State-backed hackers from North Korea are conducting ransomware attacks against healthcare and critical infrastructure facilities to fund illicit activities, U.S. and South Korean cybersecurity and intelligence agencies warned in a joint advisory.
The attacks, which demand cryptocurrency ransoms in exchange for recovering access to encrypted files, are designed to support North Korea's national-level priorities and objectives.
This includes "cyber operations targeting the United States and South Korea governments — specific targets include Department of Defense Information Networks and Defense Industrial Base member networks," the authorities said.
Threat actors with North Korea have been linked to espionage, financial theft, and cryptojacking operations for years, including the infamous WannaCry ransomware attacks of 2017 that infected hundreds of thousands of machines located in over 150 countries.
Besides procuring its infrastructure through cryptocurrency obtained via its criminal activities, the adversary is known to create fake personas, function under third-party foreign affiliate identities, employ intermediaries, and utilize VPNs to conceal its origins.
Attack chains mounted by the hacking crew entail the exploitation of known security flaws in Apache Log4j, SonicWall, and TerraMaster NAS appliances (e.g., CVE 2021-44228, CVE-2021-20038, and CVE-2022-24990) to gain initial access, following it up by reconnaissance, lateral movement, and ransomware deployment.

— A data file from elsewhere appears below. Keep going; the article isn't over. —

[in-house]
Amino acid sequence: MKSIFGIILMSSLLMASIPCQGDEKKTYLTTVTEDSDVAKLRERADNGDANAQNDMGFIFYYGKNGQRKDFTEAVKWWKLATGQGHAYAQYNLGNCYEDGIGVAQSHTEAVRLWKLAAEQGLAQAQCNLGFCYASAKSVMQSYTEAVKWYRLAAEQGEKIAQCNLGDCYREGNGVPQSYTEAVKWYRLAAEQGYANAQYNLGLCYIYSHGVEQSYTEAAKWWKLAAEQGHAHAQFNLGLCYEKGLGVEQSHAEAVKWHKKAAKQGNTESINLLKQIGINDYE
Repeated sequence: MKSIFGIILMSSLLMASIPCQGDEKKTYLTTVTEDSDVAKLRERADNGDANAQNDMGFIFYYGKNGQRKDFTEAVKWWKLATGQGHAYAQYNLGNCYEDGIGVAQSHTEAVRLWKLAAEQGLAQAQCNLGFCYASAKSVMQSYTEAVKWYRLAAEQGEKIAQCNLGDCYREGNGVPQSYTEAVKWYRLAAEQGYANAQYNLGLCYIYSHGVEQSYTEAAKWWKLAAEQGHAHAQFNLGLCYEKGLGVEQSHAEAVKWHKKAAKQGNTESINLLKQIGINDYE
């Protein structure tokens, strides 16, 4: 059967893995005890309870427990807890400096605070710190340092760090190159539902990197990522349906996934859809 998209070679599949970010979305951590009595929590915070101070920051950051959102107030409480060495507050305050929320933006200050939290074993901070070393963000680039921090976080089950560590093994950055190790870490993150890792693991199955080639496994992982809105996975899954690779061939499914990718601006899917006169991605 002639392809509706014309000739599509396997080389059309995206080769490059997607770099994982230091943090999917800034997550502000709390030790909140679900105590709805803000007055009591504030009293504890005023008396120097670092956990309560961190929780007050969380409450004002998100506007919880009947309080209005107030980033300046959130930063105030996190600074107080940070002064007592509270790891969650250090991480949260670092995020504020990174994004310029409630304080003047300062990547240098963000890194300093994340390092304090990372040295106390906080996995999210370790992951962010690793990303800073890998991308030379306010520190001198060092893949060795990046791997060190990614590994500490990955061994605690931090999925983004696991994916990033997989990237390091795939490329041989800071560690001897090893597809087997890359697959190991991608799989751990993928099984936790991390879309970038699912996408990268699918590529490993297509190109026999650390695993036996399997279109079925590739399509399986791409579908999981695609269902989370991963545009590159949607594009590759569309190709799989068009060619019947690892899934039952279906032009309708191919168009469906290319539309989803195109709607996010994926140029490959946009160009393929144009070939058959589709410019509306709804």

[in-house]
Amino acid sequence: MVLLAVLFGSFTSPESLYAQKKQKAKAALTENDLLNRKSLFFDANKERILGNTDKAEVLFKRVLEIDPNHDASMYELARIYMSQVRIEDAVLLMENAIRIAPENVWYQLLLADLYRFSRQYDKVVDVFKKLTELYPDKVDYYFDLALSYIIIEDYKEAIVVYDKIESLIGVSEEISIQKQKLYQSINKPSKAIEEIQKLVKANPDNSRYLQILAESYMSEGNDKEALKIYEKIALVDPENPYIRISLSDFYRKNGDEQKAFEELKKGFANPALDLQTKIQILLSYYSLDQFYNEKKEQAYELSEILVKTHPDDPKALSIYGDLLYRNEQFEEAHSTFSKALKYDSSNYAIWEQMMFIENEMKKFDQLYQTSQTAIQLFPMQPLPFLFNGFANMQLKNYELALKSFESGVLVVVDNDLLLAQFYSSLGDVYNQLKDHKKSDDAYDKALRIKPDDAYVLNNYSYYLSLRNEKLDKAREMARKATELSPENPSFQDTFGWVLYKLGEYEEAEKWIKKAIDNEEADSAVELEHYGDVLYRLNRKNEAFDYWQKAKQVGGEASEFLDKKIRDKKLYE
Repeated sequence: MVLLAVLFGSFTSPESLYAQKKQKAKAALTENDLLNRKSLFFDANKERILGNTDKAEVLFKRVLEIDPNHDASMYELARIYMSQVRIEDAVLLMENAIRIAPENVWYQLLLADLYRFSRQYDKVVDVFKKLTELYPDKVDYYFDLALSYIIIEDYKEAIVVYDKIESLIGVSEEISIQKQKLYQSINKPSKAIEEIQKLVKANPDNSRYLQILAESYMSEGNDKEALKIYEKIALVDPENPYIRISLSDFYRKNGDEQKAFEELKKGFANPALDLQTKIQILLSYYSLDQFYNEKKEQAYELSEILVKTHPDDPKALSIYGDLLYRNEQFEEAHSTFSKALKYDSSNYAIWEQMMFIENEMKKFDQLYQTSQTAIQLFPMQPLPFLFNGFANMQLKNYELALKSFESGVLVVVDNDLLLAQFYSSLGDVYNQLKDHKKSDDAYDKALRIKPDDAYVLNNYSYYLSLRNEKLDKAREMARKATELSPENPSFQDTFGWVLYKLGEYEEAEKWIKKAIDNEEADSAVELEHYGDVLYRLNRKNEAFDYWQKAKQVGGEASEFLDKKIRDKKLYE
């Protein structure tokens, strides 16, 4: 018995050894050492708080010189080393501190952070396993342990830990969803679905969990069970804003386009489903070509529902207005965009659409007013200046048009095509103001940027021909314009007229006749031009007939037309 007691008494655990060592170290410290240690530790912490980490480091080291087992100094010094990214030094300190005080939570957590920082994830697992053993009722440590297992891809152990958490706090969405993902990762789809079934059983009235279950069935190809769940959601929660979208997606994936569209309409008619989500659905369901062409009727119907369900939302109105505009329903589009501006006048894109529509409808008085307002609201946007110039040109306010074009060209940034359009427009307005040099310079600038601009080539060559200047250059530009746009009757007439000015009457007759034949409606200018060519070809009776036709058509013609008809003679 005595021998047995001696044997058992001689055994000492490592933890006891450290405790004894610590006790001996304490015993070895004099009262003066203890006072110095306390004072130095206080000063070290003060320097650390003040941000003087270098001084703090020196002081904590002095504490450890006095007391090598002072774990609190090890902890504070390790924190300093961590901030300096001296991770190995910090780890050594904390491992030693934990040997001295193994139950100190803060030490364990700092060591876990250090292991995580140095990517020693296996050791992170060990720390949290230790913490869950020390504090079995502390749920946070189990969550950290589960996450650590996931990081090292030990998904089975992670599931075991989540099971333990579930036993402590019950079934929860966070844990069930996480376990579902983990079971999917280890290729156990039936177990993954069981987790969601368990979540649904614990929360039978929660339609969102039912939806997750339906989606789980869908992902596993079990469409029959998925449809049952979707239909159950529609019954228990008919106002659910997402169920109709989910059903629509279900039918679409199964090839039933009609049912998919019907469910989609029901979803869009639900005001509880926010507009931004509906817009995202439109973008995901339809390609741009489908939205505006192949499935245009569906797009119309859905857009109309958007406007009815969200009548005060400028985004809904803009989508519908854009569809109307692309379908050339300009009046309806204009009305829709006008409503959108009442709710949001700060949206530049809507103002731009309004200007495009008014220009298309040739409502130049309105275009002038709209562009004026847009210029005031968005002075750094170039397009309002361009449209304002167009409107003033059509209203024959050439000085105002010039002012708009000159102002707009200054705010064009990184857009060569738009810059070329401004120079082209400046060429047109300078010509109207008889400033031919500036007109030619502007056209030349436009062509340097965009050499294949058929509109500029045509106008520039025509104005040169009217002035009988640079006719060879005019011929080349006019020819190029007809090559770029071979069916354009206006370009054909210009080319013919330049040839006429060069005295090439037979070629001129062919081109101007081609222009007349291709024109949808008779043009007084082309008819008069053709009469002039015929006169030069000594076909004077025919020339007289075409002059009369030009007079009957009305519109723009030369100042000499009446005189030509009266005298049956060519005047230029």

In addition to using privately developed ransomware, the actors have been observed leveraging off-the-shelf tools like BitLocker, DeadBolt, ech0raix, Jigsaw, and YourRansom for encrypting files, not to mention even impersonating other ransomware groups such as REvil.
The inclusion of DeadBolt and ech0raix is notable as it marks the first time government agencies have formally tied the ransomware strains, which are notable for repeatedly targeting QNAP NAS devices, to a specific adversarial group.
Also employed as an alternative method to distribute the malware is via trojanized files of a messenger app called X-Popup in attacks targeting small and medium-size hospitals in South Korea.
As mitigations, the agencies recommend organizations to implement the principle of least privilege, disable unnecessary network device management interfaces, enforce multi-layer network segmentation, require phishing-resistant authentication controls, and maintain periodic data backups.
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The alert comes as a new report from the United Nations found that North Korean hackers stole record-breaking virtual assets estimated to be worth between $630 million and more than $1 billion in 2022.
The report, seen by the Associated Press, said the threat actors used increasingly sophisticated techniques to gain access to digital networks involved in cyberfinance, and to steal information from governments, companies, and individuals that could be useful in North Korea's nuclear and ballistic missile programs.
It further called out Kimsuky, Lazarus Group, and Andariel, which are all part of the Reconnaissance General Bureau (RGB), for continuing to target victims with the goal of creating revenue and soliciting information of value to the hermit kingdom.